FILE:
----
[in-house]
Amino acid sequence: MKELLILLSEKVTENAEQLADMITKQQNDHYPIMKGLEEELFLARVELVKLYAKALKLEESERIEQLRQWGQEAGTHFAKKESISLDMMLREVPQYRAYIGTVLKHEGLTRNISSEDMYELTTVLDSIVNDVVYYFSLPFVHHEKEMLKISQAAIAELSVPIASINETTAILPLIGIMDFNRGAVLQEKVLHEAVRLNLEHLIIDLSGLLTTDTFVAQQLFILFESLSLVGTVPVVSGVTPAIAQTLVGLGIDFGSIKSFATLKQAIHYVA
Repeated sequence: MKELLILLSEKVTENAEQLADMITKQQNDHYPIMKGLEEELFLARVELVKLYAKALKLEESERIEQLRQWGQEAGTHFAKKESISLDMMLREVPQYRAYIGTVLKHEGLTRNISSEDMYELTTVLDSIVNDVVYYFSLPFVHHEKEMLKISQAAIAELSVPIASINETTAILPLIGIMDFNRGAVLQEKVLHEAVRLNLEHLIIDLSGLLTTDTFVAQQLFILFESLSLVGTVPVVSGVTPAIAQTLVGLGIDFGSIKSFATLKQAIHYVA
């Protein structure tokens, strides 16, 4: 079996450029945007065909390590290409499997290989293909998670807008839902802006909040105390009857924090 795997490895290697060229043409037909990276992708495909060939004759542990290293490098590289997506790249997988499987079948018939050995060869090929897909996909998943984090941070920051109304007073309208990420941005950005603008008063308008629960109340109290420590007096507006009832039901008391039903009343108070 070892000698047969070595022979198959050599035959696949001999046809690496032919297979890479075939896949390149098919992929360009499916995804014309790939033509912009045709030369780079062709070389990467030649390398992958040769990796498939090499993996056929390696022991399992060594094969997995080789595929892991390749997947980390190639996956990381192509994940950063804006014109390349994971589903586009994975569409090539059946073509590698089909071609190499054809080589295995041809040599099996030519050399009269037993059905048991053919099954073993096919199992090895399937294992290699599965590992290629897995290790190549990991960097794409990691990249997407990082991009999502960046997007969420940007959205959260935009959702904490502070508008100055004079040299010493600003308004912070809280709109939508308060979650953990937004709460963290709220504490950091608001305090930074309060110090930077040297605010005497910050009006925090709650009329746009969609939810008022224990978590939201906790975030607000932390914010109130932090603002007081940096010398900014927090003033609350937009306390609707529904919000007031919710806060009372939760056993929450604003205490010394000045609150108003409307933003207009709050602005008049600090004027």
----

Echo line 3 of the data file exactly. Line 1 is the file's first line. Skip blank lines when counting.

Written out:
Repeated sequence: MKELLILLSEKVTENAEQLADMITKQQNDHYPIMKGLEEELFLARVELVKLYAKALKLEESERIEQLRQWGQEAGTHFAKKESISLDMMLREVPQYRAYIGTVLKHEGLTRNISSEDMYELTTVLDSIVNDVVYYFSLPFVHHEKEMLKISQAAIAELSVPIASINETTAILPLIGIMDFNRGAVLQEKVLHEAVRLNLEHLIIDLSGLLTTDTFVAQQLFILFESLSLVGTVPVVSGVTPAIAQTLVGLGIDFGSIKSFATLKQAIHYVA